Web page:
Forensics and Race - Teaching Diversity in a Physics Lab (Phys-111: Our Universe: Forensics Lab)

Gregory Braun, Ph.D.
Mentor: Ginger McKenzie, Ph.D. (Education)

Photo of Dr. Greg BraunAs the importance of diversity becomes more significant to the University's Jesuit mission, it becomes the responsibility of the faculty to address these issues in the classroom. Diversity is part of the Xavier University mission to "form our students intellectually, morally, and spiritually, with rigor and compassion, toward lives of solidarity, service, and success". Because physics attempts objectivity and detachment from society, this provides a challenge. But, the course Physics and Forensics offers a strong connection between science and society, and so is well-suited to adapting to teach social issues. I decided to look primarily at racial diversity, and hoped to show that the detachment from society provides science with an objectivity that serves to avoid the racial prejudices so common in our society. Through the process, I learned both what does and does not work well. While the overall student response was mediocre, I do believe that important issues were brought to the minds of the students. Within the limitations of the physics laboratory class, I am satisfied with the results of the project.

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Modern Physics in the Spirit of the Jesuit Tradition

Justin J. Link, Ph.D.
Mentor: David Mengel, Ph.D. (History)

Justin J. Link, Ph.D.Modern science has a tendency of being presented as the existence of facts found in nature. The pursuit of knowledge for the sake of the greater good is often not considered in the light of the search for fundamental truth. As technology continues to grow, impressively opening windows to new areas of research not previously realized, one must take into consideration the impact on society as a whole. It is here at Xavier University that we can create the environment that is "dedicated to engaging and forming students intellectually, morally and spiritually, with rigor and compassion, towards lives of solidarity, service and success." With the topics presented in Modern Physics, excellent opportunities arise to illustrate the ethical and moral implications inherent in this pursuit of knowledge.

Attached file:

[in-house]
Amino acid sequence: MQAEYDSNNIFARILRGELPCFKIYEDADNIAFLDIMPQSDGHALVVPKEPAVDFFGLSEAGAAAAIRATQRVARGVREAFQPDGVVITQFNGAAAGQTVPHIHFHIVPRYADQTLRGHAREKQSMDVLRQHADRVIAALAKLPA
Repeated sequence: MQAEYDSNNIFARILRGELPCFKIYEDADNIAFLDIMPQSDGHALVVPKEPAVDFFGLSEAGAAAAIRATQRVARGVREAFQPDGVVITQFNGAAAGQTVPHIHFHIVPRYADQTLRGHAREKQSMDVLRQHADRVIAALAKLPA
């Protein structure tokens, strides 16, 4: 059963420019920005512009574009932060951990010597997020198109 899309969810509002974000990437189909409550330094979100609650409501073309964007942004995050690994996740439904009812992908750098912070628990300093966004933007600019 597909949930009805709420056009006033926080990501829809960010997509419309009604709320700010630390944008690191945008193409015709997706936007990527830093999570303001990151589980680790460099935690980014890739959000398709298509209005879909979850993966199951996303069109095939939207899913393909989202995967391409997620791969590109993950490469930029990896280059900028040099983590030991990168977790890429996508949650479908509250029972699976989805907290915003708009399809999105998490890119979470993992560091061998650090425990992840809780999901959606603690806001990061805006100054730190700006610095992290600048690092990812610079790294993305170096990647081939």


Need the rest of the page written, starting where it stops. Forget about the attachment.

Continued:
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Building Electronic Circuits to Help Our Community

Haider Raad, Ph.D. Haider Raad, Ph.D.
Mentor: Minerva Catral, Ph.D.

As technology continues to evolve and open new areas of research and academic disciplines, one must take into account the impact on society as a whole. In exploring ideas for the IMP project, I thought that the laboratory experiments in PHYS 243 (Circuit Analysis Laboratory) and the required final project for the lecture part (PHYS 242) offered splendid opportunities in engaging students to grow their spirit of solidarity, compassion and service, and that they can demonstrate this by implementing projects dedicated to help those in need in our local community.


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Supporting Undergraduate Women in Physics and STEMP Fields Now and Throughout Their Careers

Laura Wessels, PhDLaura Wessels, PhD
Mentor: Supaporn Kradtap Hartwell, PhD (Chemistry)

Jesuit education seeks more than just intellectual learning, focusing on the development of the “whole person.” Apart from supporting students in acquiring knowledge in their disciplines, I believe that preparing students for their future by caring about their personal endeavors is an essential task. “Cura Personalis” is an important mission of the Jesuit education. I would like to support those of disadvantaged status who experience imposter syndrome, gender bias, socioeconomic disadvantages and racism. Although I have no solutions to end the struggle or even level the playing field, I have tried to forewarn our students so that they can forearm themselves.


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